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New Diagnostic Testing Measures

September 21, 2001


FDA Approves First Nucleic Acid Test (NAT) Systems to Screen Plasma for Human Immunodeficiency Virus (HIV) and Hepatitis C Virus (HCV)

The Food and Drug Administration has licensed the first nucleic acid test (NAT) systems intended for screening of plasma donors. These test systems are expected to further ensure the safety of plasma-derived products by permitting earlier detection of HIV and HCV infections in donors.

Although effective procedures for virus inactivation are required in the manufacturing of all U.S. licensed plasma derivatives, removal of potentially infectious donations through donor screening adds a safeguard by limiting the amount of virus contamination that the manufacturing process must clear.

NAT is a recently developed technology that allows detection of very small amounts of genetic material (DNA or RNA) by a process of massive copying (amplification) of a gene fragment. The approved test systems permit highly sensitive detection of RNA from HIV-1 and HCV in test pools of 512 plasma samples obtained from multiple donors. Currently, donors of blood and plasma are tested for antibodies to HCV, antibodies to HIV, and HIV-1 antigens, which are the virus' own proteins. However, there is still a "window period" during which a donor can be infected, but have negative screening tests. With the use of NAT for HCV, the "window period" for detection of HCV is reduced by 57 days (from an average of 82 days to 25 days). For HIV-1, the average window period with antibody tests is 22 days. Antigen testing cuts the window period to approximately 16 days and NAT further reduces this period to 12 days.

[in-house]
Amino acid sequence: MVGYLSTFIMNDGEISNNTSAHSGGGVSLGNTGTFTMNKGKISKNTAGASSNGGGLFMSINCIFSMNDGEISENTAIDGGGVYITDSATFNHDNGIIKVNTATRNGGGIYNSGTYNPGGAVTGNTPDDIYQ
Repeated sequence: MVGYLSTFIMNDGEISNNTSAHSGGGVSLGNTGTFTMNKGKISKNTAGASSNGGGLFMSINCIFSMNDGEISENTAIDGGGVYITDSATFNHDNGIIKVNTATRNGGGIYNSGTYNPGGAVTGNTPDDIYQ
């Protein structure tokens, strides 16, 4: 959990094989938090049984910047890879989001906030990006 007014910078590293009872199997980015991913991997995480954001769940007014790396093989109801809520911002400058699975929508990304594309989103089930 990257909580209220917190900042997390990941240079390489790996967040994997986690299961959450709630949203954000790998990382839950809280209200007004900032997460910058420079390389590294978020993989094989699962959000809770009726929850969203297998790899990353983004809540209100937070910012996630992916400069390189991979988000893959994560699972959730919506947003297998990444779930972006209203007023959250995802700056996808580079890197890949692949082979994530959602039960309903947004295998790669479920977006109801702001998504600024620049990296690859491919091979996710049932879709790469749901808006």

Since 1997, FDA and other government research agencies have encouraged the investigation of NAT technology through the use of experimental protocols, in the hope of improving the safety of plasma derivatives and further reducing the risk of an infectious unit of blood being transfused. For more information, please call the STEP Talkline at 1-877-597-STEP or look at these related websites: http://www.alphather.com/ or http://www.ngi.com/.

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Source: National Genetics Institute, Alpha Therapeutic Corporation and the FDA.





  
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This article was provided by Seattle Treatment Education Project. It is a part of the publication STEP Ezine.
 

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